Adding Body to SR506 Ibanez

Discussion in 'Luthier's Corner' started by CosmoJr, Sep 21, 2020.

  1. CosmoJr

    CosmoJr

    Apr 19, 2016
    I have an SR506. I want to add more body to the existing body. Do you have any suggestions on how to do this? Don't be afraid to get creative.

    Specifics:
    - Adding material to the top cutaway to make it appears as a single cutaway.
    - Adding material to the bottom/back of the bass to help reduce neck dive.
    - I am open to any materials and techniques.
     
  2. Slidlow

    Slidlow The Human CNC Supporting Member

    Apr 15, 2009
    Oshawa, Canada
    New body!
     
  3. CosmoJr

    CosmoJr

    Apr 19, 2016
    I keep leaning towards this; either that or a new bass. My hope is there is something fun and exciting that can be done, but yeah, I kind of agree with you.
     
  4. Gilmourisgod

    Gilmourisgod

    Jun 23, 2014
    Cape Cod MA
    Yeah, I'd have to.agree with @Slidlow, easier to make a new body than grafting onto the old one. All the edges are rounded over, so it would be hard to get any good glue joints between old and new wood, unless you cut the body edges off to get 90 degree edges....at which point you might as well make a new body. If you have the tools to do that drastic a mod, you have the tools to make a body. Bass bodies aren't that hard, nowhere near a neck build, for instance. The only real difficult part is accurately routing the neck pocket, plenty of tutorials on YT for that.
     
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  5. Reedt2000

    Reedt2000 Supporting Member

    Apr 26, 2017
    Central New Jersey
    What about cutting the "wings" off of the body and grafting new blocks of wood on to be shaped to your liking? You could keep the difficult bits (neck pocket, pickup routes, bridge, math they all need to be correct in order to function) and reshape the body. In order to get your single cut look you'd have to cut right along the edge of the neck pocket (you'd keep the screw holes that hold the neck on), which would mean losing the ends of the soapbar pickup routes, but you could re-carve them into the new material. That or you could do something like a scroll bass, or some other upper bout shape. Those are mahogany bodies right? You could conceivably just cut the bass string side off and graft new on, preserving the control cavity route, with electronics. The mahogany would be easier to match than other woods. I'm pretty sure this would work, and other then making sure you had good, clean surface at the glue joint, and maybe used some pins to insure it was sturdy, it wouldn't be all that difficult.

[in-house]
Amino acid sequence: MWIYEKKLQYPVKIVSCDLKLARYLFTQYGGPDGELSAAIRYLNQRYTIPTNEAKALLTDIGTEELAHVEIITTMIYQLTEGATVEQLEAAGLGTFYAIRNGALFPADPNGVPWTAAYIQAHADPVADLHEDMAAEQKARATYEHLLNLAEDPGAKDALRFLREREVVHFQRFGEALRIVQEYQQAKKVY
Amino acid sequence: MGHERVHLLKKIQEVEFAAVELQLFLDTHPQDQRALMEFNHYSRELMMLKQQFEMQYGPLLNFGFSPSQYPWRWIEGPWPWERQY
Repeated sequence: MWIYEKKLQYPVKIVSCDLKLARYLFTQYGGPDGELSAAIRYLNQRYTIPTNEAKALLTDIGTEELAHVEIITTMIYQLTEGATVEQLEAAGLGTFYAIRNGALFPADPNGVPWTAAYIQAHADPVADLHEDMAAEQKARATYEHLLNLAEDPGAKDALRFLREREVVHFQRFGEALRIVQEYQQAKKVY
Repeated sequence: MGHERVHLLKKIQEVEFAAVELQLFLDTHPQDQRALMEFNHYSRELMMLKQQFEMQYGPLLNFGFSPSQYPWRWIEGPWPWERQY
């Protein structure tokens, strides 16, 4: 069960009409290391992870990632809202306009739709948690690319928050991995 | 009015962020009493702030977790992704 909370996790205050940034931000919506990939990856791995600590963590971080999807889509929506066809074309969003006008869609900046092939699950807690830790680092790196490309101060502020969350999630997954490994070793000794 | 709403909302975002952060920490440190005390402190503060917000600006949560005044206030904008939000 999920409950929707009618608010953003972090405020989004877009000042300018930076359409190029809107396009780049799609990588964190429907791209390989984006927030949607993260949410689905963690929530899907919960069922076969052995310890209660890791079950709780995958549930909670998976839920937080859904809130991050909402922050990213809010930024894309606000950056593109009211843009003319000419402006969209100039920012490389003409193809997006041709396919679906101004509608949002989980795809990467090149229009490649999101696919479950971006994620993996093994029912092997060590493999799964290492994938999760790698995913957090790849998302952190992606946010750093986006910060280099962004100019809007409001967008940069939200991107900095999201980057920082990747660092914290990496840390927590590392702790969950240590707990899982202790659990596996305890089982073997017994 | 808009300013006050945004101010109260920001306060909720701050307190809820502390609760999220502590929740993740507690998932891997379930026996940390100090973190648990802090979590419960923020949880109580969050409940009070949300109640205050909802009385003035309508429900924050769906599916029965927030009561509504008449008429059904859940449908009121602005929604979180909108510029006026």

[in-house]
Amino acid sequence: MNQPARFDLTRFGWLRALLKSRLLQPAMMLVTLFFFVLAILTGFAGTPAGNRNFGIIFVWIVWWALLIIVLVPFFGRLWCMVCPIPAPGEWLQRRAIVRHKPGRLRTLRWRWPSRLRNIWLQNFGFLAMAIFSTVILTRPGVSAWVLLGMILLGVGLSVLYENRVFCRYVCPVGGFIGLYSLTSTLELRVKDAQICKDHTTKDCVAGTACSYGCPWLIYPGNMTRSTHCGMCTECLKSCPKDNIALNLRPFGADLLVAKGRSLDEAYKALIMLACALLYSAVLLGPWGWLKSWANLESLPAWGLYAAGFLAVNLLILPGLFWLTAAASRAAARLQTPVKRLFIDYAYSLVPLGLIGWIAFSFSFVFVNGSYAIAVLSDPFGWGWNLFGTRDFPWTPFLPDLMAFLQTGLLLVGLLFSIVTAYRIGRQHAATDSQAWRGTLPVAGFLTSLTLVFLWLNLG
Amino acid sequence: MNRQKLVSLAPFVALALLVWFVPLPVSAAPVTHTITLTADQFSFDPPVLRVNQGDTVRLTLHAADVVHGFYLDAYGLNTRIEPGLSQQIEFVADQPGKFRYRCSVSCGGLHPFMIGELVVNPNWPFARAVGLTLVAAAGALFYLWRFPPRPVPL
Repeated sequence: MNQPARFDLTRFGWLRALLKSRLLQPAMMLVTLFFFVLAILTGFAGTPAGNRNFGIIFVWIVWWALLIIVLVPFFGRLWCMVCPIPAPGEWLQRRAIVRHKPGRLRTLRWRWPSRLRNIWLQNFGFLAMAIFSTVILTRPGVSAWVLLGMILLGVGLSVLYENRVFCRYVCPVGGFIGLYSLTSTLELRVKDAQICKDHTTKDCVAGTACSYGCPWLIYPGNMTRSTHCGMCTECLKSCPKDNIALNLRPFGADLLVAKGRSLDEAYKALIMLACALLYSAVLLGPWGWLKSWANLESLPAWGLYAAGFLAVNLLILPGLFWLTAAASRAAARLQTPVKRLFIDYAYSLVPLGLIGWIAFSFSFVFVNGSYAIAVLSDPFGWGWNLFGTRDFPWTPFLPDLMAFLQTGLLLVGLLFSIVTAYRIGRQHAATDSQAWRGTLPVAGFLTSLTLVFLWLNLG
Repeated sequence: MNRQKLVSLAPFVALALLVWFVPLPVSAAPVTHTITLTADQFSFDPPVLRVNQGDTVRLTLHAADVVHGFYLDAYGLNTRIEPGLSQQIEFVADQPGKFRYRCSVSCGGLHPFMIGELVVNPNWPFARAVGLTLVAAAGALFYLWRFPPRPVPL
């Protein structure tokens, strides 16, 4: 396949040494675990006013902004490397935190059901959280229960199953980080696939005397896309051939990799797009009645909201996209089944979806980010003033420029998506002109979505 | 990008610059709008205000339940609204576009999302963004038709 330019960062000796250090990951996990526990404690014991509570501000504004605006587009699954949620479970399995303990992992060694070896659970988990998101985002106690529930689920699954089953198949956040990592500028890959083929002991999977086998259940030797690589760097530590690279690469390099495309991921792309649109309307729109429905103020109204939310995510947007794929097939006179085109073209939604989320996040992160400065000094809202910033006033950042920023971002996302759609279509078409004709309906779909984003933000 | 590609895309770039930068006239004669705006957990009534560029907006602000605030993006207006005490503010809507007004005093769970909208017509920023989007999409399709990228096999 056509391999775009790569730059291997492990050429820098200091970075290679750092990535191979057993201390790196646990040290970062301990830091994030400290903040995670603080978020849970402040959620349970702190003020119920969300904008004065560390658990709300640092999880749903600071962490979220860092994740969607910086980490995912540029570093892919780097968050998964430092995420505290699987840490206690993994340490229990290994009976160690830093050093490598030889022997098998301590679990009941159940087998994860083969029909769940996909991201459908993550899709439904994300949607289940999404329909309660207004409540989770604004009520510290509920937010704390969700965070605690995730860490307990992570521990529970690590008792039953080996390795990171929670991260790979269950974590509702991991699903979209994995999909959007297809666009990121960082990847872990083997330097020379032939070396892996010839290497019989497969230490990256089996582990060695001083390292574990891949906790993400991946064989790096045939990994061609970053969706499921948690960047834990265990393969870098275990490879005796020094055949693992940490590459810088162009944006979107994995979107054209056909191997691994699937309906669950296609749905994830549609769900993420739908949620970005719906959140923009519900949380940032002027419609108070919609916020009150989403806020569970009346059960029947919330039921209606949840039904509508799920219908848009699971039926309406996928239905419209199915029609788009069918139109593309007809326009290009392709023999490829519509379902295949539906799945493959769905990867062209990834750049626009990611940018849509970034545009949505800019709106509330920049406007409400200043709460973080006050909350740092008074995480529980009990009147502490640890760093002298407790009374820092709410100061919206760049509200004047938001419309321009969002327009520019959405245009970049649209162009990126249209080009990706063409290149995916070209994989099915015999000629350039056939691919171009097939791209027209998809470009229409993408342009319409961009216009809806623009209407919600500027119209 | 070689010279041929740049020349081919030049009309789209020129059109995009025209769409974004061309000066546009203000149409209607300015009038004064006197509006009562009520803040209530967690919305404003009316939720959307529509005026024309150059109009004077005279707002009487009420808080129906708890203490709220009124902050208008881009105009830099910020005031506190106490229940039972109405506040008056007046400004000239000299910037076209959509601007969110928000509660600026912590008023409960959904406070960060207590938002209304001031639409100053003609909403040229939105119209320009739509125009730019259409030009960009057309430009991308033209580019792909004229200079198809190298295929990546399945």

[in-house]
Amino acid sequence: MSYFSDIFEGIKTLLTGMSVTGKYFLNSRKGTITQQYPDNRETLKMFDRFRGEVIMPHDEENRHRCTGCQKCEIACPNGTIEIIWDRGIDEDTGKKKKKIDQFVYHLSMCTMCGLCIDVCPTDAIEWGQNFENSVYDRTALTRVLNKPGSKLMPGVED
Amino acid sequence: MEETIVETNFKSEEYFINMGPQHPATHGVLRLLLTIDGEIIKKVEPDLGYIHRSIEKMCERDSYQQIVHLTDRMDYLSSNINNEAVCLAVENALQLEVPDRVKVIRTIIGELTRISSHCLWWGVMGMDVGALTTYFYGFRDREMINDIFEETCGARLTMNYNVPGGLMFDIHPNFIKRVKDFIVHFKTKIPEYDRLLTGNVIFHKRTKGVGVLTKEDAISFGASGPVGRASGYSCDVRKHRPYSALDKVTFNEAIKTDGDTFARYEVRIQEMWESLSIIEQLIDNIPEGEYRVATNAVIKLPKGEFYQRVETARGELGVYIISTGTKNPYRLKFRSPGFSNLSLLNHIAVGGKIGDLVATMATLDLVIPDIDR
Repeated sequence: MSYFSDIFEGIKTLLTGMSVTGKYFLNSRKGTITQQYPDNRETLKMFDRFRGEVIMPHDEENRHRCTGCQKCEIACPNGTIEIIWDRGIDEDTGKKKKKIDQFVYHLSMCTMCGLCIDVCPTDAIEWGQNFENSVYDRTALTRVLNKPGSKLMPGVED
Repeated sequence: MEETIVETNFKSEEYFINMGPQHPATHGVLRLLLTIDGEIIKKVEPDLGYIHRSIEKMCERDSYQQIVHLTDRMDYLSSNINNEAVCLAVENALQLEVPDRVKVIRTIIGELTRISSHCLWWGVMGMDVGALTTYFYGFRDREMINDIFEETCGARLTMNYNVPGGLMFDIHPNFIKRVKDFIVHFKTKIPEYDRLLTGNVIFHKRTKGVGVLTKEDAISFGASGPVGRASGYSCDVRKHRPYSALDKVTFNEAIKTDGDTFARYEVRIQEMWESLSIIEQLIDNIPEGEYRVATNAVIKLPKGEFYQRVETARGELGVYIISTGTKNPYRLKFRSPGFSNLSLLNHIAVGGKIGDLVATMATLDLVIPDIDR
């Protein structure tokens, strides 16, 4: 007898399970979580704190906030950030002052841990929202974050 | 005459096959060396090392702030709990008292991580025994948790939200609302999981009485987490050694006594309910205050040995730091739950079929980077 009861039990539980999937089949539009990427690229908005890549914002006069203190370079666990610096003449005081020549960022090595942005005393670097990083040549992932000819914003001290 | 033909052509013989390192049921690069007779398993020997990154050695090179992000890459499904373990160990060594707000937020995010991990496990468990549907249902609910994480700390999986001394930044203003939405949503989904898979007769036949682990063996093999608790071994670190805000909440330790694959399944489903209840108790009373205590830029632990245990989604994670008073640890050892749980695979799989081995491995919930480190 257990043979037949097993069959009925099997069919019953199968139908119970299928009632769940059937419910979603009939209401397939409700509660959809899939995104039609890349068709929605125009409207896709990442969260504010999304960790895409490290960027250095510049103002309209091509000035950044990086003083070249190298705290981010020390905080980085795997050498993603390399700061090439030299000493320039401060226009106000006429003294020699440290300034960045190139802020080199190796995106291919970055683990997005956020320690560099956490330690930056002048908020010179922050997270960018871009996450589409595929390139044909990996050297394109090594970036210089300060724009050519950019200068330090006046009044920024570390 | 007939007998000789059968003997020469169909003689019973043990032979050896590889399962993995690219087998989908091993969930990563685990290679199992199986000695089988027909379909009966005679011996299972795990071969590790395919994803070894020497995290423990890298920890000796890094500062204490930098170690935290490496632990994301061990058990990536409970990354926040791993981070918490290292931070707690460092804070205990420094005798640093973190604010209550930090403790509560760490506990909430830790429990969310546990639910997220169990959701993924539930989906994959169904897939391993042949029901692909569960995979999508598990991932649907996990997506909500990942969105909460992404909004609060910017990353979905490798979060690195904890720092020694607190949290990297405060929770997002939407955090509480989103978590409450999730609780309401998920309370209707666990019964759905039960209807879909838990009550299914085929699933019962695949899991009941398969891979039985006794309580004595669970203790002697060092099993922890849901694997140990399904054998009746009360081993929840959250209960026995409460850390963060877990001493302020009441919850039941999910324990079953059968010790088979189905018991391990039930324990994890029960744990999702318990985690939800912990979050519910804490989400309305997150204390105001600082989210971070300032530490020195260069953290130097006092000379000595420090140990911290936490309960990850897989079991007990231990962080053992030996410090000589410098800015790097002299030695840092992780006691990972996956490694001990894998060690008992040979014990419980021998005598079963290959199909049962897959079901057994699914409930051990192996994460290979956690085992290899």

Like this:

    Polish_20200921_223946612.png
     
    Last edited: Sep 21, 2020
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  6. CosmoJr

    CosmoJr

    Apr 19, 2016
    Oh wow, this has potential to look really cool and it doesn't seem to difficult. Thanks for suggesting this. I sure gives me some new ideas.
     
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  7. CosmoJr

    CosmoJr

    Apr 19, 2016
    Dave Gilmour is one of my favorite guitar players of all time. I am with you on this. It would need something drastic. I was struggling to carve out wood to fit nice on the curved edges of this bass. I think chopping off a chunk is the best way to go, then like you said, why not just make a whole new body.
     
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  8. Beej

    Beej

    Feb 10, 2007
    Vancouver Island
    I'm puzzled by the neck dive. I've had two of these, and three SR505s, they had some limitations, but neck dive was not a thing with any of them. :bag:
     
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  9. CosmoJr

    CosmoJr

    Apr 19, 2016
    I am not sure how much of a difference in neck weight there is. Does the sr505 have a single truss rod? The sr506 has two truss rods and the neck is wider. It maybe adding a lot of extra weight to the neck but they didn't make the body any bigger to compensate. I calculated and tested that I need about 2 pounds added towards the bridge to counter balance it. For right now I have a 2lb ankle weight on my strap. I am tired of strapping up very time I want to play. Sometimes I just want to rest the bass on my leg and have it floating there.